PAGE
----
Working from home does give me a little more flexibility to have experiences like the ones I’ve described, but it can also mean late nights.
I went grocery shopping, and discovered an American import:
I watched (from home) the Australian premiere of The Atom: A Love Affair, and the following Q&A with a panel including the film director (all the way from the UK!).
I read some books. I listened to some audiobooks. I tried to keep up with family and friends.
Here on the blog I worked on multiple drafts, each one abandoned for the next, until I got to this one. Maybe I’ll get back to some of them, maybe I won’t.
The reason I raise these things is because I think it’s important to emphasise: A week of work from home is a week of my life. Yes, it’s somewhat restricted, particularly during lockdown, but I haven’t had to give up all my interests or abandon all my responsibilities.
Was that really a normal week of working from home?
Pretty much. For me, walking the local area has been an important lockdown coping mechanism, and it’s led me to many different experiences.
No previous week had all these particular experiences, and I don’t expect any subsequent week to have them either. But there were other experiences. If I’d been writing this in previous weeks I’d probably have had pictures of one or more of:
- New leaves
- A re-activated teddy bear hunt
And that’s just what I can think of in the last couple of months. I’m sure if I went through my photos I’d find more.
So what else happened last week?
The NSW Premier, Gladys Berejiklian, resigned after NSW’s corruption commission announced the investigation that has been hanging over her for a year.
The Australian Prime Minister made the strongest announcement yet about the resumption of international travel once vaccination targets are hit. It’s expected to begin with NSW in mid-November, but I expect Victoria will sign up to it when eligible.
Here in Victoria we hit the made up 80% first dose target, and so had our limit for exercise and shopping extended to 15km. On working days that doesn’t affect me at all, but on Saturday I did go to a park I’d been wanting to return to that was just within the 15km radius. I also saw a beautiful sunset, then got caught in pouring rain after dark and far from my car (though fortunately less than 15km from it).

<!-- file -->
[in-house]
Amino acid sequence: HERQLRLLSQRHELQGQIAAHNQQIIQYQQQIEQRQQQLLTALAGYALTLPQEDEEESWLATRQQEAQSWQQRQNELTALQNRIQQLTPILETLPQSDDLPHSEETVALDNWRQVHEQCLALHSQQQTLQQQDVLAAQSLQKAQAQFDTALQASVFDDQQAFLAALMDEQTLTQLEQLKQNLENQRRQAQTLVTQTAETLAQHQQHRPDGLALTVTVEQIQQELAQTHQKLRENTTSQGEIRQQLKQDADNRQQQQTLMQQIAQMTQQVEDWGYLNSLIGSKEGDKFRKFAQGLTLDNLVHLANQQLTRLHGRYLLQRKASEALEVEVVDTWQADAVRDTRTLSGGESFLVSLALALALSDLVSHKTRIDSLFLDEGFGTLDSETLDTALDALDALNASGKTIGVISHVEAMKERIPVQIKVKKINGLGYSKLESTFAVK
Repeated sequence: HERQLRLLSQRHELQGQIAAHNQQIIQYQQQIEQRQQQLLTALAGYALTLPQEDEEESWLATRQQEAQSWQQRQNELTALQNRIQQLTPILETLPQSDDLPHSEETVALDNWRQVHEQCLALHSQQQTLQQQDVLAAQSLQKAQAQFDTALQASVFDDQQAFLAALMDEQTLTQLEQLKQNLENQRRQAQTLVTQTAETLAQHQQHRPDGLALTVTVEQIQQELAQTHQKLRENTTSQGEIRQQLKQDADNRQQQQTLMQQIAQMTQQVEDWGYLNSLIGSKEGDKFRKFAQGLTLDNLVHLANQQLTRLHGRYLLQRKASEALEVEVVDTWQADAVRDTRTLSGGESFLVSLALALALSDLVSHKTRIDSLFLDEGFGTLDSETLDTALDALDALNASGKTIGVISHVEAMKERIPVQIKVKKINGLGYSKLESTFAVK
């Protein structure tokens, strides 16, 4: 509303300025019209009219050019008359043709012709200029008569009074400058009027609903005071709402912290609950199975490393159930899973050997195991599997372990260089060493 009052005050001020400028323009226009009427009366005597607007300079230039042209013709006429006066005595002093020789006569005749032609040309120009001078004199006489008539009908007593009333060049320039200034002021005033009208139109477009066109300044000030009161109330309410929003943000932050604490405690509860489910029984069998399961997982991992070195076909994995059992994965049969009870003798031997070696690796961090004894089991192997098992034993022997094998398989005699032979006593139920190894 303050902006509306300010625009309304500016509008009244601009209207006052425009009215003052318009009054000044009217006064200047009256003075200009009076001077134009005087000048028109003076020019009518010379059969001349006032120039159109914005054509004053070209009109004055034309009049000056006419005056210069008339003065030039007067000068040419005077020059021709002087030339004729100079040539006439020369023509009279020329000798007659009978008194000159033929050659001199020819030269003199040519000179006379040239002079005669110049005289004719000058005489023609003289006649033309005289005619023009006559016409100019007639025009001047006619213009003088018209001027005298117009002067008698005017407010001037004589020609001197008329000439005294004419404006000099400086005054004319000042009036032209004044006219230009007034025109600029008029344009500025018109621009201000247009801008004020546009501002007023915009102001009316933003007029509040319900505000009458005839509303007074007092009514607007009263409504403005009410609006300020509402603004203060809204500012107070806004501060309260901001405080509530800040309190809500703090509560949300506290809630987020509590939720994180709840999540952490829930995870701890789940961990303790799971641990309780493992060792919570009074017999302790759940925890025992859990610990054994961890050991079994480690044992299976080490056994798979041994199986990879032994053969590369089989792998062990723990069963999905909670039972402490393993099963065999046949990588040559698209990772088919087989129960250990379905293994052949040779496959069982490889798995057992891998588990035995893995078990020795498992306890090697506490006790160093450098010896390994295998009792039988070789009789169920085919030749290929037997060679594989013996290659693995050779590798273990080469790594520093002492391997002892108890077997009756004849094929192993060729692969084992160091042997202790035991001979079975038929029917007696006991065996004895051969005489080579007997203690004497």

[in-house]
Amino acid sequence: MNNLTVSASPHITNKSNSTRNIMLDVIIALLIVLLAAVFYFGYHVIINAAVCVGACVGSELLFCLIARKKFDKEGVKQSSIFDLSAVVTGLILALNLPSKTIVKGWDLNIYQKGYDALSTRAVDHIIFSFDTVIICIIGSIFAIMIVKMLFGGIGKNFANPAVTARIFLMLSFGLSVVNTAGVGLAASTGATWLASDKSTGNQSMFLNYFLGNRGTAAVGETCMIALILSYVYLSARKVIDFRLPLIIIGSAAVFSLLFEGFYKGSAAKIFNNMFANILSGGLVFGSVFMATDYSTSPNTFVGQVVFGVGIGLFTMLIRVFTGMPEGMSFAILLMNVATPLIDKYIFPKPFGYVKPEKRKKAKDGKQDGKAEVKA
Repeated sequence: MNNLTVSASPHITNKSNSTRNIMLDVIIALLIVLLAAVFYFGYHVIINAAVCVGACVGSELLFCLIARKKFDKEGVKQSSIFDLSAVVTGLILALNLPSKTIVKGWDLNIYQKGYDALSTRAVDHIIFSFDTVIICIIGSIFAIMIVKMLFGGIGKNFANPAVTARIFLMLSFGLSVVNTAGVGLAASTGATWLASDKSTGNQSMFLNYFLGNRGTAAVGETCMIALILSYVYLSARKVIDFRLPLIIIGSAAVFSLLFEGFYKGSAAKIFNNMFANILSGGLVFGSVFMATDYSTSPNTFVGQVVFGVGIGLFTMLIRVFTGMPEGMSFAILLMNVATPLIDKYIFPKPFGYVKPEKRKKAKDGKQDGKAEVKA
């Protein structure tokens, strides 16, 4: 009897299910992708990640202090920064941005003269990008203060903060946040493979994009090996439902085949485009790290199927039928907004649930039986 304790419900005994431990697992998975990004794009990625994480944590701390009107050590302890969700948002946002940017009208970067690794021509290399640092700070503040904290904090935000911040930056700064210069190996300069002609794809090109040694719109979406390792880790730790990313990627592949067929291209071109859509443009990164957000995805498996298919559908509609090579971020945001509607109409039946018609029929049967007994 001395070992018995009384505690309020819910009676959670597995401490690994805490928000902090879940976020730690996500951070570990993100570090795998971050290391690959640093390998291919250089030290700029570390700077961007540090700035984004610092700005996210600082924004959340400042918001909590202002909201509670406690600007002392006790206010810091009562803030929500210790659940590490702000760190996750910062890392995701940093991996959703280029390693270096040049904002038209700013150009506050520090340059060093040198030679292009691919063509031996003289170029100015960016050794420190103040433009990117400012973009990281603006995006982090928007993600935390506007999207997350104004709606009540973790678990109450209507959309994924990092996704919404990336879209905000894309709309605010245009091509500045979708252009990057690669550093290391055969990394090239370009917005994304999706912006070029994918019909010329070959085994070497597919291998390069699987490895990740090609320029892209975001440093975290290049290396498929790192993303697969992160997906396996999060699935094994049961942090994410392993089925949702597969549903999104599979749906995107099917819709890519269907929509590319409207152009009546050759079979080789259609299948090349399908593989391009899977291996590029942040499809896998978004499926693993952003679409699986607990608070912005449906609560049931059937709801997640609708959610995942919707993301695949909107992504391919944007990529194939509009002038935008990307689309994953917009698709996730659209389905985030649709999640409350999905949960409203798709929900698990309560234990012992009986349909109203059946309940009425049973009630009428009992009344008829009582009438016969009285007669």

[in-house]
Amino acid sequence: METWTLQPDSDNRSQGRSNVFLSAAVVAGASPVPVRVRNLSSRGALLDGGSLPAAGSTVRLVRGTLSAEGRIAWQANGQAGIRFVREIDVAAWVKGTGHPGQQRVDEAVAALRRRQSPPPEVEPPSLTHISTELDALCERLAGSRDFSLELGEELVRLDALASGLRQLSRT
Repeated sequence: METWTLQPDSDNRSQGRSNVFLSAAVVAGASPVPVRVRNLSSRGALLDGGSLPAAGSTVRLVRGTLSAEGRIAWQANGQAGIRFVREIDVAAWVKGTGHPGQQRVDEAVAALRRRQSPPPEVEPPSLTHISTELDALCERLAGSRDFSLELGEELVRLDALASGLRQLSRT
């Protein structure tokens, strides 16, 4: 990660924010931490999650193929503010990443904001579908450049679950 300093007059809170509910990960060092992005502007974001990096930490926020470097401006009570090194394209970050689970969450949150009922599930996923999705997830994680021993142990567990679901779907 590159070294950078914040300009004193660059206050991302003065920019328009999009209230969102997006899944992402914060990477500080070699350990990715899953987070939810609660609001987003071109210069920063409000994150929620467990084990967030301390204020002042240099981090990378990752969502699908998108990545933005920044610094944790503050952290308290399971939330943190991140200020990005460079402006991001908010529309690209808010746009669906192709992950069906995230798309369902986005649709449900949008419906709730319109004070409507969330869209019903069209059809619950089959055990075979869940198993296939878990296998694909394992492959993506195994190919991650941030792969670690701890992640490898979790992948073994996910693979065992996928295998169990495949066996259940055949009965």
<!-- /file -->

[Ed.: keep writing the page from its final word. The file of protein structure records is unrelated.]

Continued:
Then on Sunday we started daylight savings time. This week, both sunset and darkness are over an hour later, and it definitely makes the working day feel different. Spring is here, and summer is coming.
One of the things my brother and I were talking about at lunch was the definite feeling of déjà vu.
Here in Melbourne, we’ve been here before. In 2020 the government started talking about the need to be open for Christmas back in August. As it got to spring, the weather was getting warmer. The days were getting longer. We were going to have a great summer, and things were going to be better in 2021.
And, to be fair, I think it’s true we had a great summer despite a few scares. However, 2021 has again seen much of winter spent in lockdown, and we’ll be well into spring before it’s eased further. It’s been said that we’ve spent more days in lockdown than anywhere else in the world (though I think it’s hard to compare when different places in “lockdown” have had different restriction levels).
Have no fear, though! Once again, we’ve been assured that Christmas is going to be OK and next year will be better. I certainly hope that happens, but will wait and see.
The biggest difference is that our re-opening plans are based on vaccination numbers and “living with Covid”, not on driving case numbers to zero. And I hope that means the freedoms regained are a little less fragile. But it’s also likely to mean more restrictions than there were in, say, CovidZero Victoria in April. I hope there are no more lockdowns in store for 2022, but I’m really not sure it will be “normal”.